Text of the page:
Research on angiogenesis is revealing the role this phenomenon plays in the response of cancers to radiation and, in the process, providing some important lessons for clinicians, according to a keynote address given by Judah Folkman, MD, professor of cell biology, Children's Hospital and Harvard Medical School, at the 47th Annual Meeting of the American Society for Therapeutic Radiology and Oncology.
DENVER-Research on angiogenesis is revealing the role this phenomenon plays in the response of cancers to radiation and, in the process, providing some important lessons for clinicians, according to a keynote address given by Judah Folkman, MD, professor of cell biology, Children's Hospital and Harvard Medical School, at the 47th Annual Meeting of the American Society for Therapeutic Radiology and Oncology.
"In 1971, I published this hypothesis that tumors are angiogenesis dependent, and I thought that the field would explode after this paper. But nothing happened," Dr. Folkman said. "In fact, nothing happened for 10 years . . . until the early 1980s, when we isolated basic fibroblast growth factor (bFGF) from tumors; then critics converted to competitors and the field has taken off. There are now 70 papers a week with angiogenesis in the title."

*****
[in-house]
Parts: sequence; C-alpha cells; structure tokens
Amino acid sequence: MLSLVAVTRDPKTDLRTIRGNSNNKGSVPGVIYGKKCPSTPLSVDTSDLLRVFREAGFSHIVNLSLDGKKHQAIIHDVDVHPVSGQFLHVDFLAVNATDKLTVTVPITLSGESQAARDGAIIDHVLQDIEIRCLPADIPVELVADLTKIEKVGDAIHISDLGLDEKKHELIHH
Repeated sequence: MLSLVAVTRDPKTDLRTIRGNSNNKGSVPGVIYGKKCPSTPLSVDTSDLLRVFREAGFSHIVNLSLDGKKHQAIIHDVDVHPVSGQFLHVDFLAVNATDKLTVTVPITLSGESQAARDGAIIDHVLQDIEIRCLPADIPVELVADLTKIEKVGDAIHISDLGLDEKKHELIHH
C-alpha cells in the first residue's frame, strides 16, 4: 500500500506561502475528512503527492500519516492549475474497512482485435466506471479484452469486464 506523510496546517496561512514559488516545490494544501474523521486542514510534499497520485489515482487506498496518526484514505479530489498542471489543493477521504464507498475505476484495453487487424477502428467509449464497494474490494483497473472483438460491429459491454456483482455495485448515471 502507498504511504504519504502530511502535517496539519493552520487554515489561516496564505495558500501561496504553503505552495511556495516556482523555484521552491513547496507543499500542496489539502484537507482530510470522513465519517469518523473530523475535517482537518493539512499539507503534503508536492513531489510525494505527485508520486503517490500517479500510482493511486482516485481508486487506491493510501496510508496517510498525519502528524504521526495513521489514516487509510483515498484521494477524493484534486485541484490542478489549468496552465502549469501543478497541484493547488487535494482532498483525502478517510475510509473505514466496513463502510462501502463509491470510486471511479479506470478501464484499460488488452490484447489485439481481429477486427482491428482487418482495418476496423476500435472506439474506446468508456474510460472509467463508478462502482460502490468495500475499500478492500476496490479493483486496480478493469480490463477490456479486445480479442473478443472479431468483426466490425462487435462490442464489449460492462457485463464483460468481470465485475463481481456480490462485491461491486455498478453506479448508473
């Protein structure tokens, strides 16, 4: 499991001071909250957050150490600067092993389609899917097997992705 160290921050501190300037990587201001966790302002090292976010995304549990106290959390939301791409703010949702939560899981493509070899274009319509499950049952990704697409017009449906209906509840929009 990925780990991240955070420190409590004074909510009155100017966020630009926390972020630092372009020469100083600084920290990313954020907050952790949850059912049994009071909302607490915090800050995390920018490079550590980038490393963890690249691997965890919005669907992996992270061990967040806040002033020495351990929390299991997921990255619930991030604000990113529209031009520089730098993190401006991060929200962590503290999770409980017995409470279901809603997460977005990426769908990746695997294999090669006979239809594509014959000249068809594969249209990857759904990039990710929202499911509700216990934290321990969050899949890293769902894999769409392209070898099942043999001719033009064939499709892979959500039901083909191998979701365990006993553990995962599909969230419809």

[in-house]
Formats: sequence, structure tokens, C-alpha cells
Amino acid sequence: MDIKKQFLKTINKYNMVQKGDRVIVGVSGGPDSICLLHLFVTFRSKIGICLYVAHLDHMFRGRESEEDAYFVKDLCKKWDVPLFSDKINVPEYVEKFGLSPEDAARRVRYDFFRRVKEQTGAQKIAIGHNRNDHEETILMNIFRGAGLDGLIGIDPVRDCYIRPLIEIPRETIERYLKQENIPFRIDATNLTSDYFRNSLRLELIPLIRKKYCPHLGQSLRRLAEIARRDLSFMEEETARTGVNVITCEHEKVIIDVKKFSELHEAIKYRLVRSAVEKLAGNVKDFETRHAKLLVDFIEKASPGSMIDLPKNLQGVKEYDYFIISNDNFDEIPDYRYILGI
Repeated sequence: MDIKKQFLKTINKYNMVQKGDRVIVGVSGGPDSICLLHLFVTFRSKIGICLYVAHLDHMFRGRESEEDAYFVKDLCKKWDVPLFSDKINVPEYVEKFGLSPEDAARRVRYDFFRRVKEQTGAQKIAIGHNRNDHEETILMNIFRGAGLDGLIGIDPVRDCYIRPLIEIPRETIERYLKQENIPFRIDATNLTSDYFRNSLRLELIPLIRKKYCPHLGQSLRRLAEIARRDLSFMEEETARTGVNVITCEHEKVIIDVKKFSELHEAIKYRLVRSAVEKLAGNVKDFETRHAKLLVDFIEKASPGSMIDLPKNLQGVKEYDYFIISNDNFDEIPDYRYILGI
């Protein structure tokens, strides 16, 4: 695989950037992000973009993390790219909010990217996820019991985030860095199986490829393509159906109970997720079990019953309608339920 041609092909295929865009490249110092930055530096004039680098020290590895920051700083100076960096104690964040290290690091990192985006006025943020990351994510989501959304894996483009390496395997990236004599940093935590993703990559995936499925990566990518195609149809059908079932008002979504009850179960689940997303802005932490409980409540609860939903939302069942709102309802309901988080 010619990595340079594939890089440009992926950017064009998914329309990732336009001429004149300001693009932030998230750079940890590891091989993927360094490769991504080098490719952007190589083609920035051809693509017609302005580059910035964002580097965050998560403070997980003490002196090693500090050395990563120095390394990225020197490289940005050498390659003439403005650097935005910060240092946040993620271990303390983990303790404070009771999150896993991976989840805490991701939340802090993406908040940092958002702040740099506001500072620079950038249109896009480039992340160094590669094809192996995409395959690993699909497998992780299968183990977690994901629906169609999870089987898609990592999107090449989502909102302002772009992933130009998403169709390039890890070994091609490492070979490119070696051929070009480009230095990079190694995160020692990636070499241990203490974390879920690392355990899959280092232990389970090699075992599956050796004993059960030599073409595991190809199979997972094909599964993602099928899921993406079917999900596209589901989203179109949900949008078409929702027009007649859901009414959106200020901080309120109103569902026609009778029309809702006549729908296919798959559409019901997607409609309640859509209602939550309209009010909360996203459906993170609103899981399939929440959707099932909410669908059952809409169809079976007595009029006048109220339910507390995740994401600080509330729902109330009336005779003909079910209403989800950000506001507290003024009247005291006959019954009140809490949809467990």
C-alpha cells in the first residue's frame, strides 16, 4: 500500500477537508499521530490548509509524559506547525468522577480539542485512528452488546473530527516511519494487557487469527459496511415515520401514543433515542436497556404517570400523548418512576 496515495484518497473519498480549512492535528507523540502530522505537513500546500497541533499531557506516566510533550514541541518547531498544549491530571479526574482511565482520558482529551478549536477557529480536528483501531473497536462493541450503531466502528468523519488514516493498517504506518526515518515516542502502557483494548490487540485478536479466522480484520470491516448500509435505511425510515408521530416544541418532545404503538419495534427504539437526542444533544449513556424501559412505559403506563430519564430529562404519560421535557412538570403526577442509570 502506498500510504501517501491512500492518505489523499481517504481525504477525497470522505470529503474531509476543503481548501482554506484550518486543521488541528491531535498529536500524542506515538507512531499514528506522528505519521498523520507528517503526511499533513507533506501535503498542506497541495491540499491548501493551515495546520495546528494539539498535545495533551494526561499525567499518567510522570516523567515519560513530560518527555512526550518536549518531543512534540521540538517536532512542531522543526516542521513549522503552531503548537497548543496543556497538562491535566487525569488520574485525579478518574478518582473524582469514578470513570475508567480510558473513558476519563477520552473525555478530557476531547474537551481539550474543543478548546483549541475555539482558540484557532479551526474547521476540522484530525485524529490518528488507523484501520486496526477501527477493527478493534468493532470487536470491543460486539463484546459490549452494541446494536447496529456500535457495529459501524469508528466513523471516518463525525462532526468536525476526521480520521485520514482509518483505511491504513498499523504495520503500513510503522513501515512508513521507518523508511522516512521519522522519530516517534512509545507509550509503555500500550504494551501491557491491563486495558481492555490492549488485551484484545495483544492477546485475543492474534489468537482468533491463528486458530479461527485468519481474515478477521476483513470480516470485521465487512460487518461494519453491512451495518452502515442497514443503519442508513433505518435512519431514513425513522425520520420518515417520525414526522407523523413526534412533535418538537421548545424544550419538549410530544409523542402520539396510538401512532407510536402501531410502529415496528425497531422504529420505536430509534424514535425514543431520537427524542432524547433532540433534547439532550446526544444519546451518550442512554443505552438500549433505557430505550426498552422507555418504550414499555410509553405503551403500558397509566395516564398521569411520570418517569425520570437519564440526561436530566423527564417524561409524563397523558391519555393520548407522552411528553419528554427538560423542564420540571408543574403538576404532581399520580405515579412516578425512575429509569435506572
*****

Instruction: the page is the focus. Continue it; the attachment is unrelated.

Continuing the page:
Experts now regard angiogenesis as a critical phenomenon in cancer (as well as other diseases), view angiogenesis inhibitors as the fourth modality in cancer therapy, and credit them with most of the recent gains in survival of colon, lung, and breast cancer, Dr. Folkman said. "Therefore, it is timely to ask about the role that the process of angiogenesis plays in the radiation response and to ask what lessons have been learned from angiogenesis research."